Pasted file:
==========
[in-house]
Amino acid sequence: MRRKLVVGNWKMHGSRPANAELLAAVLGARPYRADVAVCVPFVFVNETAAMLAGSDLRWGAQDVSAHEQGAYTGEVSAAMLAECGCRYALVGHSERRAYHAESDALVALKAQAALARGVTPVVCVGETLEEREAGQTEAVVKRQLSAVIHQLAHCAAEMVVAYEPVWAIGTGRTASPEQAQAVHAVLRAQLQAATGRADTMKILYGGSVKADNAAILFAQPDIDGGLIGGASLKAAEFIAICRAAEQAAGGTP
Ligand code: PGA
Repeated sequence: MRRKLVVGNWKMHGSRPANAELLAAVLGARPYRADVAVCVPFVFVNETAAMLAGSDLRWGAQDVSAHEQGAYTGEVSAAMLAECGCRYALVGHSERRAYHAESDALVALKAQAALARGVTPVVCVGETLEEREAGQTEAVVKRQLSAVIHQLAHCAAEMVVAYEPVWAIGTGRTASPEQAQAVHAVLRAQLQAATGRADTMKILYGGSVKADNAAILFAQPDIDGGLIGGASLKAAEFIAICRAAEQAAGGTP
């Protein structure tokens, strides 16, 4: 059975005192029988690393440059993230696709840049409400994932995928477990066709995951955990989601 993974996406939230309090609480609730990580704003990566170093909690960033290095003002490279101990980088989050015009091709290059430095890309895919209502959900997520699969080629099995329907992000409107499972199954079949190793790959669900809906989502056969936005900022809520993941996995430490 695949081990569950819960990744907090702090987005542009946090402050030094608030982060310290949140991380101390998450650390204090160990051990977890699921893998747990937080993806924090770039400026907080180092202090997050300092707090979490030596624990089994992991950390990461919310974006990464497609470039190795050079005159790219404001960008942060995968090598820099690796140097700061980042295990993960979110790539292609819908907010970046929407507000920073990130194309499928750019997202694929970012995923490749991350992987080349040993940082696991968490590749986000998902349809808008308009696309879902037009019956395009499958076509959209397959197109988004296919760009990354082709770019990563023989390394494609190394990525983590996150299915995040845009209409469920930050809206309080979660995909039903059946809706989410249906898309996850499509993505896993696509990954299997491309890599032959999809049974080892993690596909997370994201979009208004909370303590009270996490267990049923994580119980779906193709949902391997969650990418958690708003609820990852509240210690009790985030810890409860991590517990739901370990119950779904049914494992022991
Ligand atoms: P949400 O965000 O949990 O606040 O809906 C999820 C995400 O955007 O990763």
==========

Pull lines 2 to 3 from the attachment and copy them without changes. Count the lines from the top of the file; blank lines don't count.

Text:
Amino acid sequence: MRRKLVVGNWKMHGSRPANAELLAAVLGARPYRADVAVCVPFVFVNETAAMLAGSDLRWGAQDVSAHEQGAYTGEVSAAMLAECGCRYALVGHSERRAYHAESDALVALKAQAALARGVTPVVCVGETLEEREAGQTEAVVKRQLSAVIHQLAHCAAEMVVAYEPVWAIGTGRTASPEQAQAVHAVLRAQLQAATGRADTMKILYGGSVKADNAAILFAQPDIDGGLIGGASLKAAEFIAICRAAEQAAGGTP
Ligand code: PGA